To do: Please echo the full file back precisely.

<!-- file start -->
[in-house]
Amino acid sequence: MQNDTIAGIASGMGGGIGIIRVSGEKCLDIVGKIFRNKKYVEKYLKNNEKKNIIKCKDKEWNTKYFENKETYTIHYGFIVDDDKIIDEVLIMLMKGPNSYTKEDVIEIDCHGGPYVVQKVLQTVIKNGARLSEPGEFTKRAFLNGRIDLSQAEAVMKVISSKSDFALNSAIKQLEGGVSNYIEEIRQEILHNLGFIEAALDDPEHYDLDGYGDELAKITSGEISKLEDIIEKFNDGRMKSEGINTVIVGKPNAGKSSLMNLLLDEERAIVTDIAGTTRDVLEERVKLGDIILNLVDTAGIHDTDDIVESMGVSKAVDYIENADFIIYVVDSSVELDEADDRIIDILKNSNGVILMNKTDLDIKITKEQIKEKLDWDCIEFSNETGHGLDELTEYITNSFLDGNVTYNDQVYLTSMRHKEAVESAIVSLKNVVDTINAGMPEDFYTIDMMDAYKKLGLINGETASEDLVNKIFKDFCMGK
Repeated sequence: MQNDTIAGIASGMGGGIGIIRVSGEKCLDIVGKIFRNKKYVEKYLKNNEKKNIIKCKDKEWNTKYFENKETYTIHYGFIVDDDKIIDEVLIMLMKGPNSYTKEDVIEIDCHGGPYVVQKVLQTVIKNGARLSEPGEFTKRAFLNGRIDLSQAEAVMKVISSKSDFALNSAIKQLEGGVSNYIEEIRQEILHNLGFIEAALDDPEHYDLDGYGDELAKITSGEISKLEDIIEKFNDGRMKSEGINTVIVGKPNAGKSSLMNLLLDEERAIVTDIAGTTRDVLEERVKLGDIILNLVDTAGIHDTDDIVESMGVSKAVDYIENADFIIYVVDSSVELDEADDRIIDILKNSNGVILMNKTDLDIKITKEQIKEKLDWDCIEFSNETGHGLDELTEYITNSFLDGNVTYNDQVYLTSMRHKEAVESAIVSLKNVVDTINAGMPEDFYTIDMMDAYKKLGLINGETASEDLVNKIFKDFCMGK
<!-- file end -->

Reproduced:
[in-house]
Amino acid sequence: MQNDTIAGIASGMGGGIGIIRVSGEKCLDIVGKIFRNKKYVEKYLKNNEKKNIIKCKDKEWNTKYFENKETYTIHYGFIVDDDKIIDEVLIMLMKGPNSYTKEDVIEIDCHGGPYVVQKVLQTVIKNGARLSEPGEFTKRAFLNGRIDLSQAEAVMKVISSKSDFALNSAIKQLEGGVSNYIEEIRQEILHNLGFIEAALDDPEHYDLDGYGDELAKITSGEISKLEDIIEKFNDGRMKSEGINTVIVGKPNAGKSSLMNLLLDEERAIVTDIAGTTRDVLEERVKLGDIILNLVDTAGIHDTDDIVESMGVSKAVDYIENADFIIYVVDSSVELDEADDRIIDILKNSNGVILMNKTDLDIKITKEQIKEKLDWDCIEFSNETGHGLDELTEYITNSFLDGNVTYNDQVYLTSMRHKEAVESAIVSLKNVVDTINAGMPEDFYTIDMMDAYKKLGLINGETASEDLVNKIFKDFCMGK
Repeated sequence: MQNDTIAGIASGMGGGIGIIRVSGEKCLDIVGKIFRNKKYVEKYLKNNEKKNIIKCKDKEWNTKYFENKETYTIHYGFIVDDDKIIDEVLIMLMKGPNSYTKEDVIEIDCHGGPYVVQKVLQTVIKNGARLSEPGEFTKRAFLNGRIDLSQAEAVMKVISSKSDFALNSAIKQLEGGVSNYIEEIRQEILHNLGFIEAALDDPEHYDLDGYGDELAKITSGEISKLEDIIEKFNDGRMKSEGINTVIVGKPNAGKSSLMNLLLDEERAIVTDIAGTTRDVLEERVKLGDIILNLVDTAGIHDTDDIVESMGVSKAVDYIENADFIIYVVDSSVELDEADDRIIDILKNSNGVILMNKTDLDIKITKEQIKEKLDWDCIEFSNETGHGLDELTEYITNSFLDGNVTYNDQVYLTSMRHKEAVESAIVSLKNVVDTINAGMPEDFYTIDMMDAYKKLGLINGETASEDLVNKIFKDFCMGK